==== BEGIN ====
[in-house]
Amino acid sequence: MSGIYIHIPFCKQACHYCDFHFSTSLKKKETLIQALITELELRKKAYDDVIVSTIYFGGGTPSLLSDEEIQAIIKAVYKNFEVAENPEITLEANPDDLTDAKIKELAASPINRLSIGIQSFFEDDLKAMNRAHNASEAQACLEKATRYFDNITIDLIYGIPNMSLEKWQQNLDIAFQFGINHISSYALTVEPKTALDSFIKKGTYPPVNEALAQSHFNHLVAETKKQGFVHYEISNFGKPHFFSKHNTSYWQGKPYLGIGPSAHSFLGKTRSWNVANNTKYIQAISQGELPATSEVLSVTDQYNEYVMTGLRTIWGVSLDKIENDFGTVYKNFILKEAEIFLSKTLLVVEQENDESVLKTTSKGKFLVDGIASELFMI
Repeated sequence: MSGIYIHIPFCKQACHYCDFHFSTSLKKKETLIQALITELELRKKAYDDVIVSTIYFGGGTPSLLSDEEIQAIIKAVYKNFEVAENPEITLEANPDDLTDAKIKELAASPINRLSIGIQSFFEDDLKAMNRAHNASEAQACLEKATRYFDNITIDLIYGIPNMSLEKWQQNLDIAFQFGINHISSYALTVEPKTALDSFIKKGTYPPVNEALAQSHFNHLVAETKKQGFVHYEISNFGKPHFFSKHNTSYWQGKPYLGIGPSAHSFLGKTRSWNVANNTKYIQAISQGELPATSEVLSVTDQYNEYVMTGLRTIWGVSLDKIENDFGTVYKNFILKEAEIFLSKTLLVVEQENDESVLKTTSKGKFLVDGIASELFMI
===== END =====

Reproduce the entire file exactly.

[in-house]
Amino acid sequence: MSGIYIHIPFCKQACHYCDFHFSTSLKKKETLIQALITELELRKKAYDDVIVSTIYFGGGTPSLLSDEEIQAIIKAVYKNFEVAENPEITLEANPDDLTDAKIKELAASPINRLSIGIQSFFEDDLKAMNRAHNASEAQACLEKATRYFDNITIDLIYGIPNMSLEKWQQNLDIAFQFGINHISSYALTVEPKTALDSFIKKGTYPPVNEALAQSHFNHLVAETKKQGFVHYEISNFGKPHFFSKHNTSYWQGKPYLGIGPSAHSFLGKTRSWNVANNTKYIQAISQGELPATSEVLSVTDQYNEYVMTGLRTIWGVSLDKIENDFGTVYKNFILKEAEIFLSKTLLVVEQENDESVLKTTSKGKFLVDGIASELFMI
Repeated sequence: MSGIYIHIPFCKQACHYCDFHFSTSLKKKETLIQALITELELRKKAYDDVIVSTIYFGGGTPSLLSDEEIQAIIKAVYKNFEVAENPEITLEANPDDLTDAKIKELAASPINRLSIGIQSFFEDDLKAMNRAHNASEAQACLEKATRYFDNITIDLIYGIPNMSLEKWQQNLDIAFQFGINHISSYALTVEPKTALDSFIKKGTYPPVNEALAQSHFNHLVAETKKQGFVHYEISNFGKPHFFSKHNTSYWQGKPYLGIGPSAHSFLGKTRSWNVANNTKYIQAISQGELPATSEVLSVTDQYNEYVMTGLRTIWGVSLDKIENDFGTVYKNFILKEAEIFLSKTLLVVEQENDESVLKTTSKGKFLVDGIASELFMI